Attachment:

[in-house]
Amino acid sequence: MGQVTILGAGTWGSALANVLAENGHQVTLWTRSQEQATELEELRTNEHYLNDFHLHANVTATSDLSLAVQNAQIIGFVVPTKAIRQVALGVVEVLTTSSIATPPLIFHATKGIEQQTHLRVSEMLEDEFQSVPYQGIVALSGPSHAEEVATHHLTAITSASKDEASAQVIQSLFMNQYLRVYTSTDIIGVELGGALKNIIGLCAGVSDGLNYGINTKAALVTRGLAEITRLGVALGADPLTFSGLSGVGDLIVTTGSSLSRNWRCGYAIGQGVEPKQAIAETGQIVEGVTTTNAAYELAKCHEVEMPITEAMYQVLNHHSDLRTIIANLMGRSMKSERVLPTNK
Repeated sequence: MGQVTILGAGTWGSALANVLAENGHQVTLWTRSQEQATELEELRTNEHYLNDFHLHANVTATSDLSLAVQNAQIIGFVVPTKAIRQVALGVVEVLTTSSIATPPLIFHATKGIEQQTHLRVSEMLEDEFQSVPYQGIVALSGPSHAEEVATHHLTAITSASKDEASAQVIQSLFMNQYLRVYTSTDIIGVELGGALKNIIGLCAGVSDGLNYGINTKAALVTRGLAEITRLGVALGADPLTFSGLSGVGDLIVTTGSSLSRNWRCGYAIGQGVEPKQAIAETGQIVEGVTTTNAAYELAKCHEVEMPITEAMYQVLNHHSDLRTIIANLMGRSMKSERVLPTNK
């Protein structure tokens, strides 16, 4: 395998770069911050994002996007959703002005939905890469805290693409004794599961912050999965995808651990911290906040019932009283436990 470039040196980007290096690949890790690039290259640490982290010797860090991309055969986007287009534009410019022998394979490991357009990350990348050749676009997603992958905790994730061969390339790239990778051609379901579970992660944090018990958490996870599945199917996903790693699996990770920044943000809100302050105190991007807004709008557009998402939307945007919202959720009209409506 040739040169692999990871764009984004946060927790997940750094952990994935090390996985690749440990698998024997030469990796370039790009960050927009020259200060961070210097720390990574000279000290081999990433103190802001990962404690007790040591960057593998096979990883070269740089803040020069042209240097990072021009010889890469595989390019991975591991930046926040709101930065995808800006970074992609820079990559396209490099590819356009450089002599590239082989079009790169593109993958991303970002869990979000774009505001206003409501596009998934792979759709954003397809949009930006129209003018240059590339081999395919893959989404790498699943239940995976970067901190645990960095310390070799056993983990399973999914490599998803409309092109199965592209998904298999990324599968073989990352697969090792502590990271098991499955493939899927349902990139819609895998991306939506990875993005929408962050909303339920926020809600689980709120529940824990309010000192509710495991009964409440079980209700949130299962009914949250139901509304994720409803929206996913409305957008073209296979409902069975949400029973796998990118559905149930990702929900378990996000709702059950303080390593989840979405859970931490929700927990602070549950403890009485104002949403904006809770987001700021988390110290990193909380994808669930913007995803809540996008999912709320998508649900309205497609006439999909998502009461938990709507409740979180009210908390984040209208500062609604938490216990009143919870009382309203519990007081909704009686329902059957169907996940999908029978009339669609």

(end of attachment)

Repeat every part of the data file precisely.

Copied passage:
[in-house]
Amino acid sequence: MGQVTILGAGTWGSALANVLAENGHQVTLWTRSQEQATELEELRTNEHYLNDFHLHANVTATSDLSLAVQNAQIIGFVVPTKAIRQVALGVVEVLTTSSIATPPLIFHATKGIEQQTHLRVSEMLEDEFQSVPYQGIVALSGPSHAEEVATHHLTAITSASKDEASAQVIQSLFMNQYLRVYTSTDIIGVELGGALKNIIGLCAGVSDGLNYGINTKAALVTRGLAEITRLGVALGADPLTFSGLSGVGDLIVTTGSSLSRNWRCGYAIGQGVEPKQAIAETGQIVEGVTTTNAAYELAKCHEVEMPITEAMYQVLNHHSDLRTIIANLMGRSMKSERVLPTNK
Repeated sequence: MGQVTILGAGTWGSALANVLAENGHQVTLWTRSQEQATELEELRTNEHYLNDFHLHANVTATSDLSLAVQNAQIIGFVVPTKAIRQVALGVVEVLTTSSIATPPLIFHATKGIEQQTHLRVSEMLEDEFQSVPYQGIVALSGPSHAEEVATHHLTAITSASKDEASAQVIQSLFMNQYLRVYTSTDIIGVELGGALKNIIGLCAGVSDGLNYGINTKAALVTRGLAEITRLGVALGADPLTFSGLSGVGDLIVTTGSSLSRNWRCGYAIGQGVEPKQAIAETGQIVEGVTTTNAAYELAKCHEVEMPITEAMYQVLNHHSDLRTIIANLMGRSMKSERVLPTNK
């Protein structure tokens, strides 16, 4: 395998770069911050994002996007959703002005939905890469805290693409004794599961912050999965995808651990911290906040019932009283436990 470039040196980007290096690949890790690039290259640490982290010797860090991309055969986007287009534009410019022998394979490991357009990350990348050749676009997603992958905790994730061969390339790239990778051609379901579970992660944090018990958490996870599945199917996903790693699996990770920044943000809100302050105190991007807004709008557009998402939307945007919202959720009209409506 040739040169692999990871764009984004946060927790997940750094952990994935090390996985690749440990698998024997030469990796370039790009960050927009020259200060961070210097720390990574000279000290081999990433103190802001990962404690007790040591960057593998096979990883070269740089803040020069042209240097990072021009010889890469595989390019991975591991930046926040709101930065995808800006970074992609820079990559396209490099590819356009450089002599590239082989079009790169593109993958991303970002869990979000774009505001206003409501596009998934792979759709954003397809949009930006129209003018240059590339081999395919893959989404790498699943239940995976970067901190645990960095310390070799056993983990399973999914490599998803409309092109199965592209998904298999990324599968073989990352697969090792502590990271098991499955493939899927349902990139819609895998991306939506990875993005929408962050909303339920926020809600689980709120529940824990309010000192509710495991009964409440079980209700949130299962009914949250139901509304994720409803929206996913409305957008073209296979409902069975949400029973796998990118559905149930990702929900378990996000709702059950303080390593989840979405859970931490929700927990602070549950403890009485104002949403904006809770987001700021988390110290990193909380994808669930913007995803809540996008999912709320998508649900309205497609006439999909998502009461938990709507409740979180009210908390984040209208500062609604938490216990009143919870009382309203519990007081909704009686329902059957169907996940999908029978009339669609």